Carly is what I like to call a "type-A queen bee." This can be good at times. She is, for the most part, great with John and Quinn. They adore her, and she is good at organizing how they play and caring for them when they need help. She is an amazingly fun big sister. But this also means she's got the biggest pair of bossy pants you've ever seen. I'm pretty sure she thinks she holds the same position as me in the home, except I have to do all the cleaning. One day she asked, "If a big girl has a baby brother and baby sister, does that mean she is the boss of them?" Just hypothetically speaking, of course. I laughed and told her, "Nope, that just means she has to be helpful and play nicely with them." She wasn't thrilled with my answer.  

Carly loves board and card games. We broke out the old Uno cards and now it is one of our favorite activities during naptime. It has been interesting to watch her figure it out. At first she would use a wild and pick any color she wanted, but I've been watching her become more strategic, use certain cards at certain times. I try to play fair and square so sometimes she wins and sometimes I win, but lately she has been genuinely beating me when I am trying to win. It is impressive. We also love Sorry, Hi-Ho Cherrio, Go Fish, and Guess Who.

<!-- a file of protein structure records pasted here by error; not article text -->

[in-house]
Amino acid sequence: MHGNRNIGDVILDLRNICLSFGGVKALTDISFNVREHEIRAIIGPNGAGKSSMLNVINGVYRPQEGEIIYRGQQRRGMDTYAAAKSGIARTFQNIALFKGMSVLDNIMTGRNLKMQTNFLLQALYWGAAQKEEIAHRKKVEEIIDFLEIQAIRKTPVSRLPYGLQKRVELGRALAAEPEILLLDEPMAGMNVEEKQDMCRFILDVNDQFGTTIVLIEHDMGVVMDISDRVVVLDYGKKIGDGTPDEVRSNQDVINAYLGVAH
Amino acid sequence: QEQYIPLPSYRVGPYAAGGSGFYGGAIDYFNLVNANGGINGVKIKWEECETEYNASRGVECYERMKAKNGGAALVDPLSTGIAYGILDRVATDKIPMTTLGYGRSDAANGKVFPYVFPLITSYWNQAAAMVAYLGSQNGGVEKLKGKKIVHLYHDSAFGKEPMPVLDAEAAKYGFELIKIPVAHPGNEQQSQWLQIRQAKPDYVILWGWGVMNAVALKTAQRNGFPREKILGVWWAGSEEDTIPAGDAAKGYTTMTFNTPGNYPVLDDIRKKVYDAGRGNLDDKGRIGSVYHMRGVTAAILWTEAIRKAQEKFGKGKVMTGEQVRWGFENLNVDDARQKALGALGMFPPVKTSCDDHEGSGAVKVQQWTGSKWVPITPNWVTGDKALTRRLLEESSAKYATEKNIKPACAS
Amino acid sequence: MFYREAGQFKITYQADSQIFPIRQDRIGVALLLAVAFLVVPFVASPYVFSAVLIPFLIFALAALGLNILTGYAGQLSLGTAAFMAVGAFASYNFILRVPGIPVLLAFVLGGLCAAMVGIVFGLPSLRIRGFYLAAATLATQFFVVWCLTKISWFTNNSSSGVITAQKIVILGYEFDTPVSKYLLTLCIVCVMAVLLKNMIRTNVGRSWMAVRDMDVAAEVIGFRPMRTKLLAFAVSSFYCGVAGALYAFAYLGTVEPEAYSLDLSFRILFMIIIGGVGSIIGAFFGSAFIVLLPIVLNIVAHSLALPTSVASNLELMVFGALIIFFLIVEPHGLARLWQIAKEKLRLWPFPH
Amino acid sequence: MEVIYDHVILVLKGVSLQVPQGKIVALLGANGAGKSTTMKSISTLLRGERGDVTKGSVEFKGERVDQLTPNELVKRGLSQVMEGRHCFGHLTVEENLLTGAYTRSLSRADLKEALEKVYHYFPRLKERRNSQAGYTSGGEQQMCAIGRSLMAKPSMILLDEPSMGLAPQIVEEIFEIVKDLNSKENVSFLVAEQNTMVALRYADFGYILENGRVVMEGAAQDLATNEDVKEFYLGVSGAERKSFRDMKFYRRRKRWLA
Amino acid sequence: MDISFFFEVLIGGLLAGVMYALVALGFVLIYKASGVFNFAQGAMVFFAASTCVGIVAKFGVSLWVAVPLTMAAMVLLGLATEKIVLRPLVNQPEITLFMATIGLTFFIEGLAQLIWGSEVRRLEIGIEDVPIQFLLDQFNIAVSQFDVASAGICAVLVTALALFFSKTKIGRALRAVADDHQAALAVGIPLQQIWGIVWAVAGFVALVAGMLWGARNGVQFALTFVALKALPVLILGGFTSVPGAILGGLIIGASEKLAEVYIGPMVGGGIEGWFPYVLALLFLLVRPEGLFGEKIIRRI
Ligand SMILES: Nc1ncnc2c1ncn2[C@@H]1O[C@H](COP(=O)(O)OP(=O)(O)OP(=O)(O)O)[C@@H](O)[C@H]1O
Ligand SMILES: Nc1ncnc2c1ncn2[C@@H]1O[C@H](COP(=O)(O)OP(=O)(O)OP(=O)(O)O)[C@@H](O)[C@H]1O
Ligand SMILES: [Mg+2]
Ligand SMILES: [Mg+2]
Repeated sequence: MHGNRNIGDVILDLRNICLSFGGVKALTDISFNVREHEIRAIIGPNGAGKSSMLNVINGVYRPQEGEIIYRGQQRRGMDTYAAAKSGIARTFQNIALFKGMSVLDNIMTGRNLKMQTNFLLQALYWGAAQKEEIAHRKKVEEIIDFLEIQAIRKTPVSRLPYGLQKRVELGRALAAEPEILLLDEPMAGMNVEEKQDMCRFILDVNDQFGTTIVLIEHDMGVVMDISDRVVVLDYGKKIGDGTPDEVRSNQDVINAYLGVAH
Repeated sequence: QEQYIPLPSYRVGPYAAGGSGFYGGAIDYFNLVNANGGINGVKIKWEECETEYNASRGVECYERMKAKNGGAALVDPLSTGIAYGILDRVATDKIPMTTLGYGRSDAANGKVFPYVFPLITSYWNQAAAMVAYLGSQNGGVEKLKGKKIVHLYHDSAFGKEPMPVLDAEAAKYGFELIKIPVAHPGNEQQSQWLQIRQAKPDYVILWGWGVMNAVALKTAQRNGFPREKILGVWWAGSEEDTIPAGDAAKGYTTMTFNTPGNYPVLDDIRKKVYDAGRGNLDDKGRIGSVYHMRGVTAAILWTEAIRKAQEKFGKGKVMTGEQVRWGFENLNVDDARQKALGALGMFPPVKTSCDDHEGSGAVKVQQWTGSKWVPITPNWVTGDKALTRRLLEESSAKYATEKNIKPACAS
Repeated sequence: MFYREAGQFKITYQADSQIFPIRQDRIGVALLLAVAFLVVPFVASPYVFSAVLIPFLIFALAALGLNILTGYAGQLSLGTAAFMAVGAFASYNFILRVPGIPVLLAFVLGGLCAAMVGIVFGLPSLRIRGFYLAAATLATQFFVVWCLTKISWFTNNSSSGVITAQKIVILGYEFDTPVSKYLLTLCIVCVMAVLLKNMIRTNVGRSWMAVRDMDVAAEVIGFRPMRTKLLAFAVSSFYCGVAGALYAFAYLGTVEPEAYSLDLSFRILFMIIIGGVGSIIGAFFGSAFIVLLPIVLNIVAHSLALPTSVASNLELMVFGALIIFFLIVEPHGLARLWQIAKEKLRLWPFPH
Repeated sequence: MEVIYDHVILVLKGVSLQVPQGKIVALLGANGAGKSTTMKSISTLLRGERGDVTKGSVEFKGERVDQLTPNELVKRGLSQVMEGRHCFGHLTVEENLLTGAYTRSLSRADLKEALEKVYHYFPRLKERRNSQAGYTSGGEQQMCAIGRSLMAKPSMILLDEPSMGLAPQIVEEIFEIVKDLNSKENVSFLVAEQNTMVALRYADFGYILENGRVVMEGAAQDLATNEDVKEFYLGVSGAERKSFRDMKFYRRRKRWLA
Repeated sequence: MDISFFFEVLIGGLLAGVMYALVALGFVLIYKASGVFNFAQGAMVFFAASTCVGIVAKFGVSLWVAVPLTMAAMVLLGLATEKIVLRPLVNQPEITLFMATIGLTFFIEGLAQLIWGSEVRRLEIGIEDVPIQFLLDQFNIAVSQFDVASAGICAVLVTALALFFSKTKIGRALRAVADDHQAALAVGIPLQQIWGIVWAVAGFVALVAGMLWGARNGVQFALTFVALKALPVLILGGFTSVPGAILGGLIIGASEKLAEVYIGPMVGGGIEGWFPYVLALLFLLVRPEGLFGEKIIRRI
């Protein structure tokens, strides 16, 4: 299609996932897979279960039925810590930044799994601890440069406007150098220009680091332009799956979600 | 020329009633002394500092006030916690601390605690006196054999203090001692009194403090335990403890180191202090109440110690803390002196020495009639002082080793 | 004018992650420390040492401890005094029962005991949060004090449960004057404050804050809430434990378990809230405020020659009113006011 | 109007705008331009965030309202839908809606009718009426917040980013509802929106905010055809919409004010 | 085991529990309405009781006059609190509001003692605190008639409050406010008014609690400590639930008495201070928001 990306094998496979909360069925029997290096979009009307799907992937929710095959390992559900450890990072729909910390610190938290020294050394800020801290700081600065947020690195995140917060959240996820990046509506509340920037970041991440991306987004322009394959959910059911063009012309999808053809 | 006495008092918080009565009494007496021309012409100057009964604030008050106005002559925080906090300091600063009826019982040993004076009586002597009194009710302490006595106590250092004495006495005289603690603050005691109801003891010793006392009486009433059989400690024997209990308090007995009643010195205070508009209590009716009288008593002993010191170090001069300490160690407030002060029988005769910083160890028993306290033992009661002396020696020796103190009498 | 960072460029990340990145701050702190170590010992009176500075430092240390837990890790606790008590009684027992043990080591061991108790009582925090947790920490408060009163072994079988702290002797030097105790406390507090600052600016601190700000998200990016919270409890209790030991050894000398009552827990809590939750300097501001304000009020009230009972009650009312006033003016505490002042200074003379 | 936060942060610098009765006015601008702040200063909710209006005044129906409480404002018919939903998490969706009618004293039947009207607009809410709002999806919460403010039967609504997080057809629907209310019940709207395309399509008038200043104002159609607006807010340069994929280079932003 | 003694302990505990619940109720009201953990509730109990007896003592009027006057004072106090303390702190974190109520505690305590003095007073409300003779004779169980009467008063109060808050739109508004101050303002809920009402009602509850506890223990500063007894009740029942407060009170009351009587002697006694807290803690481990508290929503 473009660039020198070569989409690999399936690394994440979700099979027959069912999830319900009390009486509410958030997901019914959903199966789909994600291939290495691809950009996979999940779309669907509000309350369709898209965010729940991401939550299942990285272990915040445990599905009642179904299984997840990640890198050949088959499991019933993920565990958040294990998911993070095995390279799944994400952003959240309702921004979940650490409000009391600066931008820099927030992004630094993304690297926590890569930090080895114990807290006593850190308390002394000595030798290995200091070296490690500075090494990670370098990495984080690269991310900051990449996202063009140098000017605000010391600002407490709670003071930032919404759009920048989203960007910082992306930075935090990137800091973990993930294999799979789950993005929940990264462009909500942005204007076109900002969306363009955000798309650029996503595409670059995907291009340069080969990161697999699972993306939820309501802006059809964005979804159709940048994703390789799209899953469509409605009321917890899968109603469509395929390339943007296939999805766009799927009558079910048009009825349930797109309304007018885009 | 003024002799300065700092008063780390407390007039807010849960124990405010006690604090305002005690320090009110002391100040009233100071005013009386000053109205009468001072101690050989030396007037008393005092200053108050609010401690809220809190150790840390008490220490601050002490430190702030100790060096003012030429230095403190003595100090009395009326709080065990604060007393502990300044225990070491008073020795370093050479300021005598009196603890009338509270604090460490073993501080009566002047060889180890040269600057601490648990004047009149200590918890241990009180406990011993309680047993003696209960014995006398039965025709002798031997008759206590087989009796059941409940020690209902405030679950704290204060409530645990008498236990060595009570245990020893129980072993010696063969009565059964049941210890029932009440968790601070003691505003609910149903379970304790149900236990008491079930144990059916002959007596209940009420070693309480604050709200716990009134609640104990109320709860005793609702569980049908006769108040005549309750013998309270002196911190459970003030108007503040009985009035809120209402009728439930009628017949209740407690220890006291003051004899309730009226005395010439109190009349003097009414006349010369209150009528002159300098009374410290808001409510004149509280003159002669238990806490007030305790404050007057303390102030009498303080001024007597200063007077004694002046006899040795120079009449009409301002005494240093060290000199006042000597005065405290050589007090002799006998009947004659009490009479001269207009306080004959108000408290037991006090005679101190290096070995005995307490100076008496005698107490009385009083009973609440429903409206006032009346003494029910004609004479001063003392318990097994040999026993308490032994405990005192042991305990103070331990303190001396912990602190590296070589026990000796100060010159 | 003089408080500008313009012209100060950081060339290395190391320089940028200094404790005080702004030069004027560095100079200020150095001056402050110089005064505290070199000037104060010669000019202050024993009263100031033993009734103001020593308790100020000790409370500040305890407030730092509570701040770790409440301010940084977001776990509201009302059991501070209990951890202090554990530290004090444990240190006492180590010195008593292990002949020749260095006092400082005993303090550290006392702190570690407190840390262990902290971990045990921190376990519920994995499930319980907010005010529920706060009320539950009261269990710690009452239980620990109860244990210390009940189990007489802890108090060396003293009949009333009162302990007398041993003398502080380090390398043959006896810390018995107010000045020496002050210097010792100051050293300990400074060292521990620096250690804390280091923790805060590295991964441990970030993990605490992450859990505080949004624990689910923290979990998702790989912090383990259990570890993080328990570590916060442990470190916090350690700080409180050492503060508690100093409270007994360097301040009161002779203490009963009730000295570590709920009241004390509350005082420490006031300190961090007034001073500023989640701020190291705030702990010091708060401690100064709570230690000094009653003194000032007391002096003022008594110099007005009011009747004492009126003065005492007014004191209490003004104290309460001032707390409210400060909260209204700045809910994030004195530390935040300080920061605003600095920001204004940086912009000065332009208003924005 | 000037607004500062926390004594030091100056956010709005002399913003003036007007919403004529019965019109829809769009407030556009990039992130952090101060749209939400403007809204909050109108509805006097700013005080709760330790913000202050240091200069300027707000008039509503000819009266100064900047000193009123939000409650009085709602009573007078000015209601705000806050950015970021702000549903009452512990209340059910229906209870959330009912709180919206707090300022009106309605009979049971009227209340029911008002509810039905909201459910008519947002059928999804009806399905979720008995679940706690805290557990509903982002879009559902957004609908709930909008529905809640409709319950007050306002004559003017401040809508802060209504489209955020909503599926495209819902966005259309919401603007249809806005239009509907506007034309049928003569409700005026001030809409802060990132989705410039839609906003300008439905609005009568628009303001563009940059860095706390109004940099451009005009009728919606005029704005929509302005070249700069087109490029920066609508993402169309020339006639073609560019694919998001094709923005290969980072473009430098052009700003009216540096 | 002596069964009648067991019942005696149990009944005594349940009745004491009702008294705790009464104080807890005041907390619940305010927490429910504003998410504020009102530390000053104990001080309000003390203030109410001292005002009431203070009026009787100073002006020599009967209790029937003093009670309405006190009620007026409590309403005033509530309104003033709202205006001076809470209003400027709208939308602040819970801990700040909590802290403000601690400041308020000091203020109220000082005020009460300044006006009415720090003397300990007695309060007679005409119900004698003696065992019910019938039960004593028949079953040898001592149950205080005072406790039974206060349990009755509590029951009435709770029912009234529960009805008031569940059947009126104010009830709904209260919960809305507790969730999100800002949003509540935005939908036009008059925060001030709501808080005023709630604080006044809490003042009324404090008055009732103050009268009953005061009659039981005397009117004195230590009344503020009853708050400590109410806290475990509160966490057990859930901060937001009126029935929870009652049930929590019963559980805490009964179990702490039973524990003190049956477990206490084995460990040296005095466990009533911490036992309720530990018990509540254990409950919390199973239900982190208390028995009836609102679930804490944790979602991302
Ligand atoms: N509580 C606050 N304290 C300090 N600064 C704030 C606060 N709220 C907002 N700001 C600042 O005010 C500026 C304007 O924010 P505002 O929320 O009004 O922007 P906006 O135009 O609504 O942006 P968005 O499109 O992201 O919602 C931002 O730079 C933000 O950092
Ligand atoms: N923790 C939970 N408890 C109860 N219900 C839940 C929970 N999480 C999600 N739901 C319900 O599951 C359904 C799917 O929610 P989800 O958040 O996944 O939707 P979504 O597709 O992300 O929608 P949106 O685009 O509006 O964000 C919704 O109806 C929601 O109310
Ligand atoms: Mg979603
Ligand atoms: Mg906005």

[cavegirl Carly]

Carly also loves playing pretend. She loves dressing up and acting things out, though that type-A personality can get pushy and she often tries to control exactly what her playmates are doing. We got her Frozen toys for Christmas, and she would much rather be Elsa and act stories out herself than play with the dolls. She also likes pretending to be a caveman, a veterinarian, and a pirate looking for treasure.

Carly doesn't like the crust on her sandwiches. How does one suddenly figure that out? She likes to wear shorts and short sleeves at home, with the understanding that she has to put pants on when we leave the house. As she has been since the day she was born, she is terribly impatient. I know all kids are, but she asks for "a really really cold drink of water" and you don't even have time to respond before she starts with "mom mom mom mom." We need to work on it, but I'm not sure how. She still really likes school, and has made some really sweet friends. The other day I was picking her up and found her huddled with two other little girls giggling. Not sure when she turned 10.